Culture secretary Maria Miller has this morning resigned from her post, following a row over her expenses claims.
In a letter to the prime minister, David Cameron, Miller, the MP for Basingstoke, said: "It is with regret that I have decided to tender my resignation as a member of the Cabinet", adding that "the present situation has become a distraction from the vital work this Government is doing to turn this country around."
The former Texaco marketer and Grey London director had faced accusations that between 2005 and 2009 she had claimed more than £90,000 in taxpayer money on expenses for a house in South West London that she shared with her husband, children and parents.
Parliamentary commissioner, Kathryn Hudson, began investigating these claims in 2012 to ascertain if Miller had breached the rules on allowances for second homes.
The commissioner cleared Miller of making false expenses claims and said her parents had not benefited financially from the situation, but concluded she had over-claimed by £45,000.
She was ordered to pay the money back. Hudson also said Mrs Miller had wrongly designated the property as her second home.
The Standards Committee of MPs rejected the second home ruling and told Miller she only had to return £5,800.
Miller then made an apology to the House of Commons that lasted 32 seconds and considered by many commentators to be inadequate.
It also emerged that Miller had been slow to provide information to the investigation and had taken an aggressive approach to being questioned on her expense claims.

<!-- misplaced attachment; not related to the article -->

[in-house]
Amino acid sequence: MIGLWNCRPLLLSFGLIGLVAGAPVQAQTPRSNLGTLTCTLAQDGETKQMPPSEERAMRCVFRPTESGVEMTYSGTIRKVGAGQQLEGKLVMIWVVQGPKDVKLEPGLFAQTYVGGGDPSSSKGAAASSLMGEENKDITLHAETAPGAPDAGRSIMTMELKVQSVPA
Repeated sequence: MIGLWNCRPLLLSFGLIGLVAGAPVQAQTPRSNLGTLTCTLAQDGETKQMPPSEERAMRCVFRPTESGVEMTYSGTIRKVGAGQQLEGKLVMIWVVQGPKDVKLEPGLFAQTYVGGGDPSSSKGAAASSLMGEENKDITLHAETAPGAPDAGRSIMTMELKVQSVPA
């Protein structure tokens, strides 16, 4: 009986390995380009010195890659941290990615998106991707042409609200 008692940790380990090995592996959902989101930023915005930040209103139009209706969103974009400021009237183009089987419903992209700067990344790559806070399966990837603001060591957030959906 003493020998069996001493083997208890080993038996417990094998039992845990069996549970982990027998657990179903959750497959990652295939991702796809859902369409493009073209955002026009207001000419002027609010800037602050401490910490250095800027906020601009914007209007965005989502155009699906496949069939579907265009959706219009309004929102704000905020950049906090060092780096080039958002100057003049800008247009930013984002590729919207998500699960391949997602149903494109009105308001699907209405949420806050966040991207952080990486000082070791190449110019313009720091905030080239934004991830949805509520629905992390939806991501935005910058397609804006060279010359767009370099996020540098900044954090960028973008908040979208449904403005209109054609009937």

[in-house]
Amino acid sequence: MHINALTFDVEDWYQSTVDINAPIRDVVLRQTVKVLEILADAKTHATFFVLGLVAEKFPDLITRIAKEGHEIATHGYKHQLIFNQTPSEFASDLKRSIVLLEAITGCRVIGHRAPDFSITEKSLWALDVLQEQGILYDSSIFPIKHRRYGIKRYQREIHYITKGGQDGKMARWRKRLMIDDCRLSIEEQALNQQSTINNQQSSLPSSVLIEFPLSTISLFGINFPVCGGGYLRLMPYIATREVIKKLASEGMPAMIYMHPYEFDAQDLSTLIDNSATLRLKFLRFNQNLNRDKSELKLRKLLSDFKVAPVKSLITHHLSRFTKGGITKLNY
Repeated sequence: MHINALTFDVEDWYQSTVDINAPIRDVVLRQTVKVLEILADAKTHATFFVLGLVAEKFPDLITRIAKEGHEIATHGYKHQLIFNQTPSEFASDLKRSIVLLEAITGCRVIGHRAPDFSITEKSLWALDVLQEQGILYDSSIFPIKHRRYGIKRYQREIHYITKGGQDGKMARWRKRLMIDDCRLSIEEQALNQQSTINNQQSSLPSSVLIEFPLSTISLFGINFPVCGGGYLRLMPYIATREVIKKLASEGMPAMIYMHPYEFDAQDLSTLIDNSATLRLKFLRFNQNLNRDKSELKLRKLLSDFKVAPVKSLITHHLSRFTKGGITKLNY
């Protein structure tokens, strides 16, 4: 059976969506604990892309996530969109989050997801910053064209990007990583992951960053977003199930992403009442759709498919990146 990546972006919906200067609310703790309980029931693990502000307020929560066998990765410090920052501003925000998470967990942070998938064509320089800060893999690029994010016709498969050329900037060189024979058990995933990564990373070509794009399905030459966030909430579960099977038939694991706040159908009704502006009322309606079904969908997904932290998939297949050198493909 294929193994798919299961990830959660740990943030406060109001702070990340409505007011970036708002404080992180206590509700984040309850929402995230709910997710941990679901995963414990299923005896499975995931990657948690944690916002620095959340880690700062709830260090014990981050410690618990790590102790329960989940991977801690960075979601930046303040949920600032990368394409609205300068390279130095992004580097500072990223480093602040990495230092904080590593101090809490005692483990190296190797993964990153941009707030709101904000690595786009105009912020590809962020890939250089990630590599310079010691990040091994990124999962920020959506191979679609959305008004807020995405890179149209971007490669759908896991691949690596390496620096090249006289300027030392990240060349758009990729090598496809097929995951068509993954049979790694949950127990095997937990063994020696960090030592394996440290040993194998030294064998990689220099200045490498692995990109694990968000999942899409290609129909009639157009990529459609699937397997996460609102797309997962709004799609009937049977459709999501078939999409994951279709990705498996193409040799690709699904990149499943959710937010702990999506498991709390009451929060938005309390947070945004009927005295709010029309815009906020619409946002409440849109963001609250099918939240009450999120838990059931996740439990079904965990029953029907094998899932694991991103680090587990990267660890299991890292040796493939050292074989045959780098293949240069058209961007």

In her resignation letter, which was published on the Government’s official website, Miller praised her family and said: "The only reason I was able to become an MP and indeed a government minister and cabinet minister is because of the unstinting support of my husband, my mother, my father and my three children. I owe them all a great deal."
In his response letter, Cameron said: "I think it is important to be clear that the Committee on Standards cleared you of the unfounded allegations made against you, a point which has been lost in much of the comment in recent days."
He also left the door open for Miller to return to the frontbenches: "I hope that you will be able to return to serving the Government on the Frontbench in due course, and am only sad that you are leaving the Government in these circumstances."
Miller was appointed culture secretary in September 2012 succeeding Jeremy Hunt who moved to the position of health secretary. A replacement for Miller has yet to be announced.
This article was first published on Campaignlive.co.uk.
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